In 1917, the NWP also began a new tactic that proved to be extremely powerful in changing public sentiment: picketing the White House. For over two years, Alice Paul coordinated an ongoing demonstration in front of the White House gate. Thousands of women from across the country stood quietly in front of the White House, no matter the weather. They held banners for the President and everyone else to see. “Mr. President: How Long Must Women Wait for Liberty?” one pointedly asked. Another read, “Mr. President: What Will You Do for Woman Suffrage?”

The White House Picketing and Turning Point

The quiet demonstrations began to change when the United States entered World War I. Any criticism of the President was considered unpatriotic and the spectators passing by became aggressive. Beginning in June, 1917 until early 1919, over two hundred women from twenty-six states were arrested on charges such as “obstructing traffic.” Refusing to admit guilt or pay any imposed fines, the women were imprisoned in Occoquan Workhouse in Lorton, Virginia or the District of Columbia Jail. They demanded to be treated as political prisoners. Instead, they were met with violence, forcibly handled by guards, pushed and thrown into cold unsanitary and rat-infested cells. In response to this treatment, Alice Paul led the women in protest, refusing to eat. Hunger strikes became a normal occurrence as more and more women were imprisoned. Not wanting to allow any woman to become a martyr for the cause, prison officials brutally forced food down their throats. Their harsh treatment was reported widely in the papers, raising the public’s awareness of what women they had admired were willing to endure to win the vote. In late 1918-1919, when the President was not making progress on the woman suffrage amendment in Congress, the pickets used the President speeches on the need for democracy in Europe while American women did not have it at home, and burned the speeches in “watch fires” as they continued to picket.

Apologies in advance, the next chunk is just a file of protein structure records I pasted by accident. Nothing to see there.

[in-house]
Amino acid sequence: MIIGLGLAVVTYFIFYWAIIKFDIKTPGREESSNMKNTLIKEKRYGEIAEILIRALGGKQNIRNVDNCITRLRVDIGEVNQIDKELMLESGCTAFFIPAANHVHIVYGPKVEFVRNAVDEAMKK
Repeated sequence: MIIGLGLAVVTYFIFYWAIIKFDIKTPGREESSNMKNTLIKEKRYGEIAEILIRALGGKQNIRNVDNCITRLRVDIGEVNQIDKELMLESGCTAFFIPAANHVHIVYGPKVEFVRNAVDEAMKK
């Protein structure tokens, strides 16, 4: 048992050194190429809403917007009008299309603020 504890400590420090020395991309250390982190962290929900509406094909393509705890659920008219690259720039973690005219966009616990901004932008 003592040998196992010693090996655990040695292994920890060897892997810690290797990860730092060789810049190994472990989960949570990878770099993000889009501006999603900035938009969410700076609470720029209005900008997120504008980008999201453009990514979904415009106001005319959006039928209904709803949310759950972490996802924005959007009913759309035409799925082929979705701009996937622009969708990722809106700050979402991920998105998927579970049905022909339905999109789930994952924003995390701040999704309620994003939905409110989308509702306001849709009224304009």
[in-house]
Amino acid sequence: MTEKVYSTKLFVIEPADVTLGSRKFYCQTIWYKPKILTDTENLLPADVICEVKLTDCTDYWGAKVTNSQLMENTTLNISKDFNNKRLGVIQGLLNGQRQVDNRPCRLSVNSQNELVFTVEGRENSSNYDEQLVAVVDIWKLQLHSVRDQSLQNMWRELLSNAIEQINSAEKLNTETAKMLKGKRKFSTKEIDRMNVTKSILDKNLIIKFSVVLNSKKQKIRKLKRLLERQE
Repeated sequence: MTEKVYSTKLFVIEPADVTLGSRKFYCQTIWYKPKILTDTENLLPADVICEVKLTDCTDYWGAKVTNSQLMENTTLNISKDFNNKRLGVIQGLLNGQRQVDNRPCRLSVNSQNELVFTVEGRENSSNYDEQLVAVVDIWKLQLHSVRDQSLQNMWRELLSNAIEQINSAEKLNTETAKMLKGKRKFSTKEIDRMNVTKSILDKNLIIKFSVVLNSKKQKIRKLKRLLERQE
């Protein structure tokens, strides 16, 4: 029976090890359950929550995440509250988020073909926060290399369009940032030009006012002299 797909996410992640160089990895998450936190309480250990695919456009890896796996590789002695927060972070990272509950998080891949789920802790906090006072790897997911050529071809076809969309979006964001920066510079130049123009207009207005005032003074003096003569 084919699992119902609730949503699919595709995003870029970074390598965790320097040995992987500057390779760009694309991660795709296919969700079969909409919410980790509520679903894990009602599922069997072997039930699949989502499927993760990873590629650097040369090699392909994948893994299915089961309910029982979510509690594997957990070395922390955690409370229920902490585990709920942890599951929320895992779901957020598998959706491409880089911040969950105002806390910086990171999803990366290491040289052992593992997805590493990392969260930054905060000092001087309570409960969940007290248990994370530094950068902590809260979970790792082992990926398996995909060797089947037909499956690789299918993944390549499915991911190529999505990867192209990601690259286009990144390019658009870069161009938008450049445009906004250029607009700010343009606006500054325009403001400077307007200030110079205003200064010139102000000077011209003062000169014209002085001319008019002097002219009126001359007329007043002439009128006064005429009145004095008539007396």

The Triumph of Suffrage and Push on for Equal Rights

In 1920, the 72-year struggle ended with the ratification of the 19th Amendment, the “Susan B. Anthony” Amendment, granting women the vote. Paul believed that the vote was just the first step in women’s quest for full equality. In 1922, she reorganized the NWP with the goal of eliminating all discrimination against women. In 1923 Paul wrote the Equal Rights Amendment (ERA), also known as the Lucretia Mott Amendment, and launched what would be for her a life-long campaign to win full equality for women. The current version of the ERA reads: “Equality of rights under the law shall not be denied or abridged by the United States on account of sex.” Congress passed the ERA in 1972 but remains three states short of ratification today. For over fifty years, the ERA has been introduced in every session of Congress.